We elect our governor, state senators and representatives for a reason. And one of those reasons is the responsible concern for the public good. And yet, when we need it most, we see a form of moral wimpery on display by our local leaders.
Despite the pleading of health providers, and during a week in which new daily cases averaged 664, Gov. Herbert sidestepped the issue of mandatory masking, choosing, instead, to ask everyone to help—not as a compulsory matter, he said—but out of social responsibility. His tack seems all too obvious—he hopes to avoid clashes with the red-neck element of Utah's population.
Out of what appears to be a misplaced loyalty to their national party, Herbert, along with Senate President Stuart Adams and House Speaker Brad Wilson, have embraced a smug acceptance that people have rights, that personal prerogatives and freedoms trump the welfare and lives of everybody else, and have decided that they're not going to interfere. Their attitudes are a deplorable echo of national politics. Utahns, for good reason, have cause to worry about the future in a state where infection and positivity rates are soaring.
Is it really possible that Herbert and the two most prominent members of our state Legislature are so entrenched in Trump's failed Republican leadership that they would risk lives rather than take a rational stand over coronavirus precautions? I guess it's all part of the even-greater pandemic: the failure of reality in the highest places.
In the interest of supporting a dyed-red constituency, they, like their fearless POTUS, won't take the risk of making a moral stand. Adams, Wilson and Herbert find it surprisingly easy to wimp out when it comes to doing the right thing. Certainly, they have their reasons, and, while their necks grow longer and the sand gets deeper, they seem determined to offer a constitutional rationale for allowing every person to make the choice of whether to mask, or risk spreading the virus. "In Utah," Wilson is quoted as saying The Salt Lake Tribune, "we prefer to encourage people to do the right thing rather than issuing mandates and demanding compliance."
If that logic is to be revered, what's to be done about every other Utah law that imposes restrictions on the individual for the good of society? Examples of these perceived affronts to personal choice are everywhere in Utah's statutes, so why, at a time like this, should we be following the lead of a toxic-narcissist chief executive, who's proven he cannot be concerned with the lives of Americans?
Trump is willing to sacrifice hundreds of thousands of lives in order to make his point—which is, simply: "I don't give a damn about anyone else as long as I get another term." He's a man who would, without the slightest pang of conscience, throw anyone under a bus. What Herbert Adams, and Wilson need to remember is that this president has ignored science, the law, academia and rationality in order to maintain his own highly distorted delusions of magnificent grandeur.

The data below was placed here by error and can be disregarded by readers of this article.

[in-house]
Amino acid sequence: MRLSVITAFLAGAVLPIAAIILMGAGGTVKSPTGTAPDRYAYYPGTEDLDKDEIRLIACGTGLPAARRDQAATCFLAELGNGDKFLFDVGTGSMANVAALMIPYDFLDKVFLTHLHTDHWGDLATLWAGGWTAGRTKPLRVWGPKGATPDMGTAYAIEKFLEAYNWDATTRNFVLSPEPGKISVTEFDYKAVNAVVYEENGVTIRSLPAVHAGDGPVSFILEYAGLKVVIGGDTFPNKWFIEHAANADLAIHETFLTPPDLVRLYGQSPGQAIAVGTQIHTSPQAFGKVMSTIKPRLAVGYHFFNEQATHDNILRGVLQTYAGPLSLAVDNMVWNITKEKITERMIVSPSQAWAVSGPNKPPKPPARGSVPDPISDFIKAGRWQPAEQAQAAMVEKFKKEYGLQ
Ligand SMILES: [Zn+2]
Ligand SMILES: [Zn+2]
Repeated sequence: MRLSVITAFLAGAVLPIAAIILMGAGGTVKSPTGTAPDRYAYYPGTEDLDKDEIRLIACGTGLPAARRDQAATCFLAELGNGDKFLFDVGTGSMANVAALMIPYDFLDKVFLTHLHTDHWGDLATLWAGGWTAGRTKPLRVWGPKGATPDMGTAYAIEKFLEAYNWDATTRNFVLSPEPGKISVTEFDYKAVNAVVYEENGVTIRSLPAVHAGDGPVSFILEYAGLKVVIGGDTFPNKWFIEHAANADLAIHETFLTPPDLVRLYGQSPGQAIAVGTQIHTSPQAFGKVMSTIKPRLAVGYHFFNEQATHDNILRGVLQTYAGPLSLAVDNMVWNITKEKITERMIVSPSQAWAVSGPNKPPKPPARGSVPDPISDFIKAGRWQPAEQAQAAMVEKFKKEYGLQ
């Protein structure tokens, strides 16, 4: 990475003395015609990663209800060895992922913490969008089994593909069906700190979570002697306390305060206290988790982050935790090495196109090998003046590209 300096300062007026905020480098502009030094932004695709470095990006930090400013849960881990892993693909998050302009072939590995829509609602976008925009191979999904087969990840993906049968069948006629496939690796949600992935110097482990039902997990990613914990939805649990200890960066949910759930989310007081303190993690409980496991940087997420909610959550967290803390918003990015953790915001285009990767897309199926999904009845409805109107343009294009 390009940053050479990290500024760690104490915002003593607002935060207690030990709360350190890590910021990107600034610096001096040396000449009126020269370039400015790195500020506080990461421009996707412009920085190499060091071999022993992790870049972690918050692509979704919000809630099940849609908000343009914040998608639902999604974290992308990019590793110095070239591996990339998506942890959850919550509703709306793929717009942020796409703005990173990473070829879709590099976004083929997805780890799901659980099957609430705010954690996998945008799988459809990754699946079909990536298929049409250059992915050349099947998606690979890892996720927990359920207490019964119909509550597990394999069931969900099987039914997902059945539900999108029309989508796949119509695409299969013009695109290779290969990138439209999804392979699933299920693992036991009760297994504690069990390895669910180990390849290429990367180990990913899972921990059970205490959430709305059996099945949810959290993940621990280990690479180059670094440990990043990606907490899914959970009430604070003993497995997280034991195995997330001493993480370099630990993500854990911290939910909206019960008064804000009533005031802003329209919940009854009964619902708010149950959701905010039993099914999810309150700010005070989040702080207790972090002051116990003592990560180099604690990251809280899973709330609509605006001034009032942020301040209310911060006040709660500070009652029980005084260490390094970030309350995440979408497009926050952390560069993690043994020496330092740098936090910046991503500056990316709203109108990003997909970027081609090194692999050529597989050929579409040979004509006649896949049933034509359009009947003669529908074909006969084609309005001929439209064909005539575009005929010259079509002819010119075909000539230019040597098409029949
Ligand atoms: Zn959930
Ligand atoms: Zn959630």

Let's face it: Over the years, Utahns have accepted any number of laws in deference to public safety. If mask mandates are seen as government overreach, is it time to stop fastening our seatbelts, toss our child seats into the nearest trash bin, use our God-given prerogative to drive impaired if we choose, toss our anti-syphon valves to allow contaminated water to get into our municipal system or defecate on the sidewalks in public places. These laws are not about the rights of the individual; they were passed for the collective good that comes from having reasonable laws.
It's bad enough to have suffered almost four years of lies and reckless decisions from the White House. The reality is that those who follow the POTUS agenda are often expected to sacrifice their personal integrity. Trump employees, appointees and allies remain in favor only if they are willing to abdicate their moral, ethical and civic responsibility. Why, in a state where Jesus sits in the state capitol, are self-respecting Christians so willing to support a leader such a Trump, when a "spiritual" suicide is the ultimate requirement?
If Herbert, Adams and Wilson are so committed to mindless woolly flocking, even at the expense of everyone else's health and welfare, they certainly don't deserve the respect or support of our state. There are times when laws are needed for the protection of our populace, and this, of all times, is one of them.